Discarded plastic bottle shoved onto the top of reed stem

UK’s rivers and wetlands need help

Despite some progress, the state of freshwater and coastal habitats in the UK is largely poor. Without action, this will have a catastrophic impact on the future of the wildlife which depends on them.

Poor water quality

Poor water quality is threatening our freshwater habitats and the wildlife they support. Our Troubled Waters report outlines why this is happening and its impact all around the UK, even in our most protected areas. It also shows how the UK public perceives and values our freshwater habitats and sets out the actions needed to ensure water quality improves.

Habitat loss

View across the Thames Estuary, at sunset, with golden light reflecting off the water, and a line of birds in flight in front of a dark silhouette of an industrial works in the background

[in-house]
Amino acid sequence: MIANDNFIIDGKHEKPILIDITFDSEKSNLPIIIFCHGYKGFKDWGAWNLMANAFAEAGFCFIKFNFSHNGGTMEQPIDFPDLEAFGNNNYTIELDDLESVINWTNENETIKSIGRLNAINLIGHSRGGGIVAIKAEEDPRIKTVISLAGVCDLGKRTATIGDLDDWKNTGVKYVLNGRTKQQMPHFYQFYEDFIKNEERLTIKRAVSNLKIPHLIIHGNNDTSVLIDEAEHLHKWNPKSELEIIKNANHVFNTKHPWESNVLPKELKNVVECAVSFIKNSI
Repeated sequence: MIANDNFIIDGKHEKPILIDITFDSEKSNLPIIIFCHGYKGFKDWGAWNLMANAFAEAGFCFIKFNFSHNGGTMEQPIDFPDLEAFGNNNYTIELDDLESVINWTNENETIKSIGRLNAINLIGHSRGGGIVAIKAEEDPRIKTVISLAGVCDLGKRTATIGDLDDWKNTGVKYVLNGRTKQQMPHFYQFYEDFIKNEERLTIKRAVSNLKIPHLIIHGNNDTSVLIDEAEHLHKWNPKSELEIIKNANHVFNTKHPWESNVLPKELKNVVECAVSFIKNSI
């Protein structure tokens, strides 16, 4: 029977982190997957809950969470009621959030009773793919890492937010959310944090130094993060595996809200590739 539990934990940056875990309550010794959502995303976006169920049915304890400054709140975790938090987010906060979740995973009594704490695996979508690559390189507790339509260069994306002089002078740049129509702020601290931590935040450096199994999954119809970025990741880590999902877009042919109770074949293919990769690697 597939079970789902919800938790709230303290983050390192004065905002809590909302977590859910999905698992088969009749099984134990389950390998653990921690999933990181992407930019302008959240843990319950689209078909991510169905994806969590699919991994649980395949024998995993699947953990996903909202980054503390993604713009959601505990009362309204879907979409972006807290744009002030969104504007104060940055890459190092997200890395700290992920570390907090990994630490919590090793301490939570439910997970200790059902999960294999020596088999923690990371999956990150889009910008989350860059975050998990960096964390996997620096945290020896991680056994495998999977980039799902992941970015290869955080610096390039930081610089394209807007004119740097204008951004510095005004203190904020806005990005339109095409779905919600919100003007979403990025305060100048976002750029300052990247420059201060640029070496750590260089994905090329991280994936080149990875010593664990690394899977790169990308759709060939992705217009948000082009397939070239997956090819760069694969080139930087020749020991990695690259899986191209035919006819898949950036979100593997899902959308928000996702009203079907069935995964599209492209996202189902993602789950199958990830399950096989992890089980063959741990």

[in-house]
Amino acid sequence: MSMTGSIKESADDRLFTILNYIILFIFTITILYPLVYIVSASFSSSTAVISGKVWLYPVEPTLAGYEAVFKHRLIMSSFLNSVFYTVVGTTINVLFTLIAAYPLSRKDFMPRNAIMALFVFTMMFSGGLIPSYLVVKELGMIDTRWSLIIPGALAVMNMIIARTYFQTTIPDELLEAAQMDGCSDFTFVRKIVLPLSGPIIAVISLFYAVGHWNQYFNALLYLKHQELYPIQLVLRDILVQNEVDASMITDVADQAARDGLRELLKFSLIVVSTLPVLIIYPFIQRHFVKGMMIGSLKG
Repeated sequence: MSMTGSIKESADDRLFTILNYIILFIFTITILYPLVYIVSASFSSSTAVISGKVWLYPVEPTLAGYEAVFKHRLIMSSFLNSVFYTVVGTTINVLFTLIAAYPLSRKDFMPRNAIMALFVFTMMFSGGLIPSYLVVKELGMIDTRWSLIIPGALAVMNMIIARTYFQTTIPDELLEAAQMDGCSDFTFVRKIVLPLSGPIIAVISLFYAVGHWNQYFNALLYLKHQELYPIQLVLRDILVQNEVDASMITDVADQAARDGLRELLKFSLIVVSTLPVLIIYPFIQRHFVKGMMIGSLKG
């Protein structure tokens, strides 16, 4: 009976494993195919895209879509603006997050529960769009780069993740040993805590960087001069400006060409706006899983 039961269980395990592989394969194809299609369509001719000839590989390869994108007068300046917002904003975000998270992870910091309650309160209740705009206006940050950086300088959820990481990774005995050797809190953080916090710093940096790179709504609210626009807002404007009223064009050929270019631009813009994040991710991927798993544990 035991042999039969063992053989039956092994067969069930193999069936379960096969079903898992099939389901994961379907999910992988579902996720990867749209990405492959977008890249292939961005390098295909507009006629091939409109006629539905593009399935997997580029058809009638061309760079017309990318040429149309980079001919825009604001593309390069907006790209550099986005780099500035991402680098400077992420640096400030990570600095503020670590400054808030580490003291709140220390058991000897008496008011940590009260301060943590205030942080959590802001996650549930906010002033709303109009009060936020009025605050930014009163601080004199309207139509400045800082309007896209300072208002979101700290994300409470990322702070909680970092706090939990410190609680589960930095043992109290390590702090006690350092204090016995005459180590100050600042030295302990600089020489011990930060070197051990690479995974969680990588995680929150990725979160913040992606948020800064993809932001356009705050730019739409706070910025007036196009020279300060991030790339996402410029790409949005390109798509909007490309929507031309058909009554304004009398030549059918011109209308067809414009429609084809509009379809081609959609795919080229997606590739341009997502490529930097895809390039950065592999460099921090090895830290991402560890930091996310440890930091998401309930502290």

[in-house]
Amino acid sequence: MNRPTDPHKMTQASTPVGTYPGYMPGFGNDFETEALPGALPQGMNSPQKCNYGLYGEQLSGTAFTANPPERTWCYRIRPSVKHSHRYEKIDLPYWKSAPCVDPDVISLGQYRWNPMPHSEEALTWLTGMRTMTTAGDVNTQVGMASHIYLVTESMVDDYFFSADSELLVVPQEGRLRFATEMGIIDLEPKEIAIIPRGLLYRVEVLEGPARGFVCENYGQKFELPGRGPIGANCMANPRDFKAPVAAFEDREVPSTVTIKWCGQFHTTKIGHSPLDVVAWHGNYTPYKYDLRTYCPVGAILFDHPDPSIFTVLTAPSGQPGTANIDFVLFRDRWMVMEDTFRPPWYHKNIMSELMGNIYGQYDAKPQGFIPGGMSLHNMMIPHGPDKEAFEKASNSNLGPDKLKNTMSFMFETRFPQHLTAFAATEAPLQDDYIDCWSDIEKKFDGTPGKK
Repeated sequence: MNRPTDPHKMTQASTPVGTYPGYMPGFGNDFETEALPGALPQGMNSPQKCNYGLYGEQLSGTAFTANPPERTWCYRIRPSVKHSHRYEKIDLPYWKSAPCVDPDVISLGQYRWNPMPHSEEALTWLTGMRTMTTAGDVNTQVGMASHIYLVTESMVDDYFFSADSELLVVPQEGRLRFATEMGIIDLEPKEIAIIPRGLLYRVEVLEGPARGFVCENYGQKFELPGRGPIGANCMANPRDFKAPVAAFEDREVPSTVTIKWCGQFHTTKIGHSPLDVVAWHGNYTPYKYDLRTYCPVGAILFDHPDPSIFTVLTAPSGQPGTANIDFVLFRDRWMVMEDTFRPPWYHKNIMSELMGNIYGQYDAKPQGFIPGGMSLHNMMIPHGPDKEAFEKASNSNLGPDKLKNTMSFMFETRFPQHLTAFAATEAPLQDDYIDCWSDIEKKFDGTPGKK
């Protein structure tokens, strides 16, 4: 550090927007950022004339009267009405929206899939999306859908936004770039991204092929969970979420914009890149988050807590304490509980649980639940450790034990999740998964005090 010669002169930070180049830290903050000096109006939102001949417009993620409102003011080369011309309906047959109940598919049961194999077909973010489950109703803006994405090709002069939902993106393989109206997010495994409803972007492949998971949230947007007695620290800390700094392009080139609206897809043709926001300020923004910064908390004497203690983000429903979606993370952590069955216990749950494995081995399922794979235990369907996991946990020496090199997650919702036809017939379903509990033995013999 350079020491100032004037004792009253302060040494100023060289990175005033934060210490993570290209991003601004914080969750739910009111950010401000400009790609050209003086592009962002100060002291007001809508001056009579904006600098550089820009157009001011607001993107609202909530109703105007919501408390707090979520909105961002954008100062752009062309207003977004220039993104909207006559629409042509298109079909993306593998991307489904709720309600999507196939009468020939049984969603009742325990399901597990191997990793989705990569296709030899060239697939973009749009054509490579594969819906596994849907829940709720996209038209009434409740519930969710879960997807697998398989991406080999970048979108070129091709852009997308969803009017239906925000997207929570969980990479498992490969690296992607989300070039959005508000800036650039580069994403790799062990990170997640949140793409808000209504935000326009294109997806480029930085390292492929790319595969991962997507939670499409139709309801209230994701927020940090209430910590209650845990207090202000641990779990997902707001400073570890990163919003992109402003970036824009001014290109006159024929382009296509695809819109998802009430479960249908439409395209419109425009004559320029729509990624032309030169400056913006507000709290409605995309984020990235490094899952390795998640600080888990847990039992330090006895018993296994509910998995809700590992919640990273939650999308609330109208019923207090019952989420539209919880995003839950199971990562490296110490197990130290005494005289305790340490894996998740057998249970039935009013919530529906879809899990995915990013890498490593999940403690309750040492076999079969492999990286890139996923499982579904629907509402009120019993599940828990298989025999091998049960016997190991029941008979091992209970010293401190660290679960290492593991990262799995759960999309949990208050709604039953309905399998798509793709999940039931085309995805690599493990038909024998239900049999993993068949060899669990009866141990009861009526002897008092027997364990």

The UK’s freshwater and wetland habitats have greatly reduced since the industrial revolution. The straightening and damming of rivers, the draining of land for development and the abstraction of water from natural sources has all had a destructive impact.

 

Better legal protection and the cutting of subsidies for damaging practices has reduced the decline, but the latest State of Nature report clearly shows how wetland habitat has decreased considerably compared to the middle of the last century.  

Restoration opportunities

Golden sunlight over the wetlands of Wallasea,

Change is possible. Over the last 25 years the RSPB has been involved in delivering more than a third of newly created coastal habitat in the UK. Our 2018 Sustainable Shores project sets out how we can share this experience to create and restore new wetlands for nature to thrive.